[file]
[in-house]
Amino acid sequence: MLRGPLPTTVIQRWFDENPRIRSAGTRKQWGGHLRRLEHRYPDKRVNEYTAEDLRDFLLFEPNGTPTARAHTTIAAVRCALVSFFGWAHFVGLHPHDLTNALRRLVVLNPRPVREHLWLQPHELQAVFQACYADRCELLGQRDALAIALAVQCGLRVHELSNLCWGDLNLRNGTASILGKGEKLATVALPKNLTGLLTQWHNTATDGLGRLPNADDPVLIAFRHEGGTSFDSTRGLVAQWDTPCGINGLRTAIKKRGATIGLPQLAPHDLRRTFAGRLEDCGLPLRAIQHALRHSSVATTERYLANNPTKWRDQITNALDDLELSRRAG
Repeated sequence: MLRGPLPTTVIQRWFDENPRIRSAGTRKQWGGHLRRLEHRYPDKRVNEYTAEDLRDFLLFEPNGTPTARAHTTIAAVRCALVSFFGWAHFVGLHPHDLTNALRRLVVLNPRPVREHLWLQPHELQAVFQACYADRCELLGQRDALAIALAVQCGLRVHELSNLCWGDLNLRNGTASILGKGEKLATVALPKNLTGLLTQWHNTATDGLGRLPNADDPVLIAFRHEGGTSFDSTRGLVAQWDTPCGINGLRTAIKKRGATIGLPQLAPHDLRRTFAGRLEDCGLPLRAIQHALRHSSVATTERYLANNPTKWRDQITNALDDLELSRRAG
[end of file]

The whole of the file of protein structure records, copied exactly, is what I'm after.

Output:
[in-house]
Amino acid sequence: MLRGPLPTTVIQRWFDENPRIRSAGTRKQWGGHLRRLEHRYPDKRVNEYTAEDLRDFLLFEPNGTPTARAHTTIAAVRCALVSFFGWAHFVGLHPHDLTNALRRLVVLNPRPVREHLWLQPHELQAVFQACYADRCELLGQRDALAIALAVQCGLRVHELSNLCWGDLNLRNGTASILGKGEKLATVALPKNLTGLLTQWHNTATDGLGRLPNADDPVLIAFRHEGGTSFDSTRGLVAQWDTPCGINGLRTAIKKRGATIGLPQLAPHDLRRTFAGRLEDCGLPLRAIQHALRHSSVATTERYLANNPTKWRDQITNALDDLELSRRAG
Repeated sequence: MLRGPLPTTVIQRWFDENPRIRSAGTRKQWGGHLRRLEHRYPDKRVNEYTAEDLRDFLLFEPNGTPTARAHTTIAAVRCALVSFFGWAHFVGLHPHDLTNALRRLVVLNPRPVREHLWLQPHELQAVFQACYADRCELLGQRDALAIALAVQCGLRVHELSNLCWGDLNLRNGTASILGKGEKLATVALPKNLTGLLTQWHNTATDGLGRLPNADDPVLIAFRHEGGTSFDSTRGLVAQWDTPCGINGLRTAIKKRGATIGLPQLAPHDLRRTFAGRLEDCGLPLRAIQHALRHSSVATTERYLANNPTKWRDQITNALDDLELSRRAG